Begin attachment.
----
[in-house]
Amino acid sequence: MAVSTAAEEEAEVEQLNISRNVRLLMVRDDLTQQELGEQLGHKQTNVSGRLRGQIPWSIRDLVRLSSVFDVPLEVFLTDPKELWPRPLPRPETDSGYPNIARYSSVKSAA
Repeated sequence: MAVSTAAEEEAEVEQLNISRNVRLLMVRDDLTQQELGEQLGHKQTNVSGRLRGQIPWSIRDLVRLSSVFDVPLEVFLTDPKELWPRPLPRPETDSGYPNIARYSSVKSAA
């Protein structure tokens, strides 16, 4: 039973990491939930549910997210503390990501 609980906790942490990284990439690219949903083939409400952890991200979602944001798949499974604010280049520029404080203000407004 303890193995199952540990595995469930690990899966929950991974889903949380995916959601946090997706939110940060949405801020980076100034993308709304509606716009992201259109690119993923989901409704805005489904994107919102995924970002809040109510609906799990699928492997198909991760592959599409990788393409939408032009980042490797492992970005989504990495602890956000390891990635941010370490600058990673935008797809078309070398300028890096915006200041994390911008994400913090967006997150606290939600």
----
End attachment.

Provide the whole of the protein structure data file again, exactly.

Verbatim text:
[in-house]
Amino acid sequence: MAVSTAAEEEAEVEQLNISRNVRLLMVRDDLTQQELGEQLGHKQTNVSGRLRGQIPWSIRDLVRLSSVFDVPLEVFLTDPKELWPRPLPRPETDSGYPNIARYSSVKSAA
Repeated sequence: MAVSTAAEEEAEVEQLNISRNVRLLMVRDDLTQQELGEQLGHKQTNVSGRLRGQIPWSIRDLVRLSSVFDVPLEVFLTDPKELWPRPLPRPETDSGYPNIARYSSVKSAA
């Protein structure tokens, strides 16, 4: 039973990491939930549910997210503390990501 609980906790942490990284990439690219949903083939409400952890991200979602944001798949499974604010280049520029404080203000407004 303890193995199952540990595995469930690990899966929950991974889903949380995916959601946090997706939110940060949405801020980076100034993308709304509606716009992201259109690119993923989901409704805005489904994107919102995924970002809040109510609906799990699928492997198909991760592959599409990788393409939408032009980042490797492992970005989504990495602890956000390891990635941010370490600058990673935008797809078309070398300028890096915006200041994390911008994400913090967006997150606290939600």